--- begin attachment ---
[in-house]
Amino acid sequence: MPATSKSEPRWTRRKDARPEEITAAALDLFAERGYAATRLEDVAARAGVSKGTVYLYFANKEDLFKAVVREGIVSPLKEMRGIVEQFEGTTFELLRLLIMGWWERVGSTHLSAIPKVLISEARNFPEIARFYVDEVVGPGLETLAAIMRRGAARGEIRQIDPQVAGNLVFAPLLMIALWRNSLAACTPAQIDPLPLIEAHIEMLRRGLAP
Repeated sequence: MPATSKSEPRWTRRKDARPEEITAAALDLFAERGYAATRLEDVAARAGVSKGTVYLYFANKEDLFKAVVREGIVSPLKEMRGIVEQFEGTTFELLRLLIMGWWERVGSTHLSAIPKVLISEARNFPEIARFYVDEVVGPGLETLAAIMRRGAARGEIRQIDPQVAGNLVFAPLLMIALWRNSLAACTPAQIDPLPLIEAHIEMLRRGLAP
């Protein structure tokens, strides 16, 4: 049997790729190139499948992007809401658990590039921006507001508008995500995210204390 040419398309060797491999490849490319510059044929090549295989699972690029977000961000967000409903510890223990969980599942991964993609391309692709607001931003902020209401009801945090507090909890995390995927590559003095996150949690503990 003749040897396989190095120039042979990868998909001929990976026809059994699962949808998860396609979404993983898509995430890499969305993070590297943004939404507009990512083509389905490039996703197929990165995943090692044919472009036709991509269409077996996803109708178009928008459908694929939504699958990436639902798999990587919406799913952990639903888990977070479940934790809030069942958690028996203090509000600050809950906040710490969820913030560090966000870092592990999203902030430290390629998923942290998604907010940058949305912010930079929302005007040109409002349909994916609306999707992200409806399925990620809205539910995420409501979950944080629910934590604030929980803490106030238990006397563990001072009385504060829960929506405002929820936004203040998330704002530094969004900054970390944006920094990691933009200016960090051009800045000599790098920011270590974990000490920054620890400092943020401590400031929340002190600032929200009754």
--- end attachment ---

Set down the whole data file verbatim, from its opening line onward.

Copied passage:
[in-house]
Amino acid sequence: MPATSKSEPRWTRRKDARPEEITAAALDLFAERGYAATRLEDVAARAGVSKGTVYLYFANKEDLFKAVVREGIVSPLKEMRGIVEQFEGTTFELLRLLIMGWWERVGSTHLSAIPKVLISEARNFPEIARFYVDEVVGPGLETLAAIMRRGAARGEIRQIDPQVAGNLVFAPLLMIALWRNSLAACTPAQIDPLPLIEAHIEMLRRGLAP
Repeated sequence: MPATSKSEPRWTRRKDARPEEITAAALDLFAERGYAATRLEDVAARAGVSKGTVYLYFANKEDLFKAVVREGIVSPLKEMRGIVEQFEGTTFELLRLLIMGWWERVGSTHLSAIPKVLISEARNFPEIARFYVDEVVGPGLETLAAIMRRGAARGEIRQIDPQVAGNLVFAPLLMIALWRNSLAACTPAQIDPLPLIEAHIEMLRRGLAP
């Protein structure tokens, strides 16, 4: 049997790729190139499948992007809401658990590039921006507001508008995500995210204390 040419398309060797491999490849490319510059044929090549295989699972690029977000961000967000409903510890223990969980599942991964993609391309692709607001931003902020209401009801945090507090909890995390995927590559003095996150949690503990 003749040897396989190095120039042979990868998909001929990976026809059994699962949808998860396609979404993983898509995430890499969305993070590297943004939404507009990512083509389905490039996703197929990165995943090692044919472009036709991509269409077996996803109708178009928008459908694929939504699958990436639902798999990587919406799913952990639903888990977070479940934790809030069942958690028996203090509000600050809950906040710490969820913030560090966000870092592990999203902030430290390629998923942290998604907010940058949305912010930079929302005007040109409002349909994916609306999707992200409806399925990620809205539910995420409501979950944080629910934590604030929980803490106030238990006397563990001072009385504060829960929506405002929820936004203040998330704002530094969004900054970390944006920094990691933009200016960090051009800045000599790098920011270590974990000490920054620890400092943020401590400031929340002190600032929200009754």